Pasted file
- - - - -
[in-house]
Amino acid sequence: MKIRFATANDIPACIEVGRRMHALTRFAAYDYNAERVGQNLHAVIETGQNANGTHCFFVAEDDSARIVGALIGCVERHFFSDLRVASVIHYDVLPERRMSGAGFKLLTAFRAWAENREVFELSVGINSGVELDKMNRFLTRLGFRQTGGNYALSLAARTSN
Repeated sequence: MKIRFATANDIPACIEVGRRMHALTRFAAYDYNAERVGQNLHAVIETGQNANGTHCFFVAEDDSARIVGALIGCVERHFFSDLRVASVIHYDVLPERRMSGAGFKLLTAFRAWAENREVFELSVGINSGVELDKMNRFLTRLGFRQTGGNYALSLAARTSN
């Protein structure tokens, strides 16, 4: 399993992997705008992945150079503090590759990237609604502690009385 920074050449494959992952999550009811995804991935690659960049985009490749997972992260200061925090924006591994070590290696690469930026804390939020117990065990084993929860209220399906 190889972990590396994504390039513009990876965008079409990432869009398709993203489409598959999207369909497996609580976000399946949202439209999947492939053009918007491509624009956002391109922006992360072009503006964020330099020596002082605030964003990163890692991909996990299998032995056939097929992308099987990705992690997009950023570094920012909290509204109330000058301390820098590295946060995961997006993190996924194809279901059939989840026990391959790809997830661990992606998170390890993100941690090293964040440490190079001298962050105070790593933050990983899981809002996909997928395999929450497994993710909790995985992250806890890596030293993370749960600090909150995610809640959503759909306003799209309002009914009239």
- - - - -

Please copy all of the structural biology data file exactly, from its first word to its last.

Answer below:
[in-house]
Amino acid sequence: MKIRFATANDIPACIEVGRRMHALTRFAAYDYNAERVGQNLHAVIETGQNANGTHCFFVAEDDSARIVGALIGCVERHFFSDLRVASVIHYDVLPERRMSGAGFKLLTAFRAWAENREVFELSVGINSGVELDKMNRFLTRLGFRQTGGNYALSLAARTSN
Repeated sequence: MKIRFATANDIPACIEVGRRMHALTRFAAYDYNAERVGQNLHAVIETGQNANGTHCFFVAEDDSARIVGALIGCVERHFFSDLRVASVIHYDVLPERRMSGAGFKLLTAFRAWAENREVFELSVGINSGVELDKMNRFLTRLGFRQTGGNYALSLAARTSN
């Protein structure tokens, strides 16, 4: 399993992997705008992945150079503090590759990237609604502690009385 920074050449494959992952999550009811995804991935690659960049985009490749997972992260200061925090924006591994070590290696690469930026804390939020117990065990084993929860209220399906 190889972990590396994504390039513009990876965008079409990432869009398709993203489409598959999207369909497996609580976000399946949202439209999947492939053009918007491509624009956002391109922006992360072009503006964020330099020596002082605030964003990163890692991909996990299998032995056939097929992308099987990705992690997009950023570094920012909290509204109330000058301390820098590295946060995961997006993190996924194809279901059939989840026990391959790809997830661990992606998170390890993100941690090293964040440490190079001298962050105070790593933050990983899981809002996909997928395999929450497994993710909790995985992250806890890596030293993370749960600090909150995610809640959503759909306003799209309002009914009239």